Alabama-Florida State preview: Teams prep for opposing star safeties Derwin James, Minkah Fitzpatrick
TUSCALOOSA, Ala. — Widely considered two of the best current defensive backs in college football, Alabama's Minkah Fitzpatrick and Florida State's Derwin James were on the same defense once.
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Neither of their pitches worked, and now the two preseason All-Americans enter Saturday's season-opening showdown between No. 1 Alabama and No. 3 Florida State as the biggest defensive X-factors for their respective teams.
"That dadgum Minkah — you talk about a heck of a player," FSU head coach Jimbo Fisher said earlier this week. "It's fun to watch him play. It's not going to be fun this weekend. That guy's too good."
Alabama head coach Nick Saban was similarly effusive when praising James this week.
"I think (for) a safety — and we've had some really good ones here — I think he's every bit as good as anybody we've ever played against," Saban said Monday. "You're in the mix of a lot of plays because you line up somewhere near the formation, whether you're coming down in the box or whether you're playing split safeties. This guy's just a very aggressive player. He's got good ball skills, he's a good tackler, he's a very physical player, good blitzer. Just all around a really, really good football player."
At 6-3 and 215 pounds, the redshirt sophomore James is a little thicker than the 6-1, 200-pound Fitzpatrick and thus has been everything from corner and safety to outside linebacker within FSU's defensive scheme. Fitzpatrick's versatility has been relegated to four of the six roles within Alabama's secondary.
"Obviously (James is) a lot like Minkah ... because when you have a guy that's like that, that can do so many different things, he poses a matchup problem because you don't know exactly where he's going to line up," Tide junior tight end Hale Hentges said Tuesday. "And wherever (James) does line up, you have to make sure you have him in check. So someone who can do that obviously poses a big threat, and something we're going to have to keep an eye on throughout the game so we know exactly where he is and what he's going to do."
But their value to their teams goes beyond what position they're in at any given moment.
At Alabama, Fitzpatrick has become an on-field extension of his head coach and is often counted on to make pre-snap adjustments based on how the offense lines up.
"Minkah does it as well as anybody I've ever coached, in terms of how he works every day, how he finishes plays, his conditioning level — just phenomenal," Saban said earlier this month. "(He) pays attention to detail. It's important to him, makes sure he knows what to do. ... He works every day to get better. I hope we have more and more players who work like him, because when you have players that do that, you usually have a pretty good team. He sets a great example, and we're excited to be able to utilize him in a lot of different ways."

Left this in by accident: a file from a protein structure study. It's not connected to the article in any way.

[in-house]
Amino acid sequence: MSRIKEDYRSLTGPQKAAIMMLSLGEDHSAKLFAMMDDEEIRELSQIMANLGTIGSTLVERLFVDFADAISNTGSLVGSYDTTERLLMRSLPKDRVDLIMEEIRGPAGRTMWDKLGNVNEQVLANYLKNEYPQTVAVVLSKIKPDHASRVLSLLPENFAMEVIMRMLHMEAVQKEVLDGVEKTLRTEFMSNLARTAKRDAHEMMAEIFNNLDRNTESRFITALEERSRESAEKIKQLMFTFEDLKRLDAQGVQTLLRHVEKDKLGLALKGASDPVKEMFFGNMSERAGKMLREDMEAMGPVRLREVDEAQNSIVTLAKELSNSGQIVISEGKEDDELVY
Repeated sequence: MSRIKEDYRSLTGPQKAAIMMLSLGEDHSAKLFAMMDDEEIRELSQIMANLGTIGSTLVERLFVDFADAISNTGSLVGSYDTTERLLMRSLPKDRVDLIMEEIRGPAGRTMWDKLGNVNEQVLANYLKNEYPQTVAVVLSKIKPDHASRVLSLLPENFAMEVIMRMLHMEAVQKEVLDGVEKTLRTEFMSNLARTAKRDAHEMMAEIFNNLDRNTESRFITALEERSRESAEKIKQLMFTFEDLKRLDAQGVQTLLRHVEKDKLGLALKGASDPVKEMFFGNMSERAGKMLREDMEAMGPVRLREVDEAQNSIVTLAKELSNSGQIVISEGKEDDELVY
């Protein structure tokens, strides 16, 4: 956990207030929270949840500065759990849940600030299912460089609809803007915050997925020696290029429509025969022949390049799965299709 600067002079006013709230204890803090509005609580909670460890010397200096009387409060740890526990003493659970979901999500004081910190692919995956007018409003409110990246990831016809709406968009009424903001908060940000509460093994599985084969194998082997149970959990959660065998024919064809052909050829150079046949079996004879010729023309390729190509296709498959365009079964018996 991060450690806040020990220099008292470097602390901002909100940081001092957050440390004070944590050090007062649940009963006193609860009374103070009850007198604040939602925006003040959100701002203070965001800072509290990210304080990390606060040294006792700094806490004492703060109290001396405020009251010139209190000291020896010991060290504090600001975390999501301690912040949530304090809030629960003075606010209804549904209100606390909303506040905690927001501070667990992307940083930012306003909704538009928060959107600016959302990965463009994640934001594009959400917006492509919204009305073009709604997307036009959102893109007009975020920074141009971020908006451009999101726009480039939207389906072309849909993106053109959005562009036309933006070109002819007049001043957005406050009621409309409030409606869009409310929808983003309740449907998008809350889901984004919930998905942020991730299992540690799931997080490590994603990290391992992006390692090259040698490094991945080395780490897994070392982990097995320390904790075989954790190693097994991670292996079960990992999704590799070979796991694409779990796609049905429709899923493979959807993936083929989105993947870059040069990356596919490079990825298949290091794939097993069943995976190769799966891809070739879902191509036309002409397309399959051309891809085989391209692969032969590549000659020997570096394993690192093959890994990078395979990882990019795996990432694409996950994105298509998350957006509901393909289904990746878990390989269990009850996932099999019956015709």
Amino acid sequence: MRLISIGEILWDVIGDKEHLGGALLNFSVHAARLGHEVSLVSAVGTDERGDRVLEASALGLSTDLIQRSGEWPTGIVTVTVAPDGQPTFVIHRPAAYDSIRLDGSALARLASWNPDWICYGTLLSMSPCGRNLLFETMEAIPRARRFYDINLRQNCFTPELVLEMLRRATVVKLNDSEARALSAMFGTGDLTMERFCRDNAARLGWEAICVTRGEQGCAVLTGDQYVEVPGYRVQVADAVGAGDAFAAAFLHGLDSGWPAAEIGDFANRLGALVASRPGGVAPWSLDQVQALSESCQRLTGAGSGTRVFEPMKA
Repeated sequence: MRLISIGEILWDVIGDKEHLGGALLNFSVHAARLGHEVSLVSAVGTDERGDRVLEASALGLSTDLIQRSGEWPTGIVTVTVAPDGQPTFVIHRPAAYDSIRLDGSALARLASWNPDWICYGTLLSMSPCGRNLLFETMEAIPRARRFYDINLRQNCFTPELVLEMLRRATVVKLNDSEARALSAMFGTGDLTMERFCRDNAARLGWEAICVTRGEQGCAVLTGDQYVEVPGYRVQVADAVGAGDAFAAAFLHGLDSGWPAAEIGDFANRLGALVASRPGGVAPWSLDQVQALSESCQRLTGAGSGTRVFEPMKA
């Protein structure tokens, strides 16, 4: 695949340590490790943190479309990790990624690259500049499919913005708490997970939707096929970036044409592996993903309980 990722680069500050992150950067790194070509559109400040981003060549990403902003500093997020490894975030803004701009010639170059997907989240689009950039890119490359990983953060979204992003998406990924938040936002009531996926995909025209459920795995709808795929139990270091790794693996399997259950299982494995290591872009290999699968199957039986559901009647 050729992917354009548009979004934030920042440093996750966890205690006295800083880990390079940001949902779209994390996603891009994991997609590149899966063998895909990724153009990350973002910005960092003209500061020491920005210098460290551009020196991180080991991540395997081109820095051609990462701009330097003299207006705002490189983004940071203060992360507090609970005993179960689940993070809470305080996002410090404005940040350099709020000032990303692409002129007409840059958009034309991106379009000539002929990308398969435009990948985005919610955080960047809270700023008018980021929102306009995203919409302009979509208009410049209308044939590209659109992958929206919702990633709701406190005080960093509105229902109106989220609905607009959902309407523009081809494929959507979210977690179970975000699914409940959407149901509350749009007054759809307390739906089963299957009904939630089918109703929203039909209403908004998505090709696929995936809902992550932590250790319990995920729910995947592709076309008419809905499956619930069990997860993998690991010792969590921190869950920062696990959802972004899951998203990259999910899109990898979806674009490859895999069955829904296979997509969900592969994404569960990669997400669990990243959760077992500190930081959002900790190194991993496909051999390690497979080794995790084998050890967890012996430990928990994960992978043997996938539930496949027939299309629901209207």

James remains a bit of an unknown after playing what amounted to just seven quarters of football last season before an ACL injury cost him the rest of his sophomore season.
As a true freshman, James was FSU's second-leading tackler with 91 total stops, 9 1/2 tackles for loss, 4 1/2 sacks, two forced fumbles, two fumble recoveries and five pass breakups.
"He has film from two years ago, (and) just everything he did in that year is really a good indicator of what he can do, but probably better because he's got another year of development and growth," Hentges said. "So really studying those past (games) is really what we're trying to do."
While Alabama might be watching past film to learn about James, Fisher's film study has only reaffirmed what he already knew about Fitzpatrick.
"If you go back and watch him (and see) how many turnovers he turns into touchdowns, ... he's always in the right place," Fisher said of Fitzpatrick, "Whether he's playing corner, whether he's playing safety, playing nickel (or) dime, I mean, the guy's just an unbelievably instinctual football player. And he can tackle, can cover, he has tremendous ball skills, and he affects the game -- that's like Derwin."
If Fisher had his way back in 2015, Fitzpatrick might just be lining up in the same secondary as James and junior cornerback Tarvarus McFadden, who led the nation with eight interceptions last season — two more than Fitzpatrick had.
Even Fitzpatrick cracked a brief smile when contemplating just how close he came to picking the Seminoles over the Tide.
"I can't say how close I was," Fitzpatrick said, a wry smile creeping onto his face. "But I was pretty close."
This article is written by Alex Byington from The Decatur Daily, Ala. and was legally licensed via the Tribune Content Agency through the NewsCred publisher network. Please direct all licensing questions to firstname.lastname@example.org.